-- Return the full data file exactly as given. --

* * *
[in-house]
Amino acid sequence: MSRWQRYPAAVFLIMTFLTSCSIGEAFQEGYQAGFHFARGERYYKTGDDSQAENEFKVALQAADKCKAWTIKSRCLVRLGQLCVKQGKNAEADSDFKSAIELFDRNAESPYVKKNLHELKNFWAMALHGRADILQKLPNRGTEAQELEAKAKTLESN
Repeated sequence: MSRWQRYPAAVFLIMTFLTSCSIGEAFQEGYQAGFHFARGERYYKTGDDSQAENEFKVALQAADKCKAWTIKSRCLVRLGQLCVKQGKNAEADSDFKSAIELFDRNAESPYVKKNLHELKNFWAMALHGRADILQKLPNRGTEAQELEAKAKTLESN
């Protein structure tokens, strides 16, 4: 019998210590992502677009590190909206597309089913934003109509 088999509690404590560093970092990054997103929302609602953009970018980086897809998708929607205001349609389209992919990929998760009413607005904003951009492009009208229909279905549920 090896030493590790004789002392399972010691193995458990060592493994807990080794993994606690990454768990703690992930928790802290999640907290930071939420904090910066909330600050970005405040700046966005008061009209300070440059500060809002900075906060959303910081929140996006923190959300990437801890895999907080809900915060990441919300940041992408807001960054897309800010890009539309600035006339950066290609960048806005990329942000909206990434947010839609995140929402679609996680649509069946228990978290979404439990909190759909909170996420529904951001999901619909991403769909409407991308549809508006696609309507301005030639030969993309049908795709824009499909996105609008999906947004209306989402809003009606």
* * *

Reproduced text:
[in-house]
Amino acid sequence: MSRWQRYPAAVFLIMTFLTSCSIGEAFQEGYQAGFHFARGERYYKTGDDSQAENEFKVALQAADKCKAWTIKSRCLVRLGQLCVKQGKNAEADSDFKSAIELFDRNAESPYVKKNLHELKNFWAMALHGRADILQKLPNRGTEAQELEAKAKTLESN
Repeated sequence: MSRWQRYPAAVFLIMTFLTSCSIGEAFQEGYQAGFHFARGERYYKTGDDSQAENEFKVALQAADKCKAWTIKSRCLVRLGQLCVKQGKNAEADSDFKSAIELFDRNAESPYVKKNLHELKNFWAMALHGRADILQKLPNRGTEAQELEAKAKTLESN
């Protein structure tokens, strides 16, 4: 019998210590992502677009590190909206597309089913934003109509 088999509690404590560093970092990054997103929302609602953009970018980086897809998708929607205001349609389209992919990929998760009413607005904003951009492009009208229909279905549920 090896030493590790004789002392399972010691193995458990060592493994807990080794993994606690990454768990703690992930928790802290999640907290930071939420904090910066909330600050970005405040700046966005008061009209300070440059500060809002900075906060959303910081929140996006923190959300990437801890895999907080809900915060990441919300940041992408807001960054897309800010890009539309600035006339950066290609960048806005990329942000909206990434947010839609995140929402679609996680649509069946228990978290979404439990909190759909909170996420529904951001999901619909991403769909409407991308549809508006696609309507301005030639030969993309049908795709824009499909996105609008999906947004209306989402809003009606």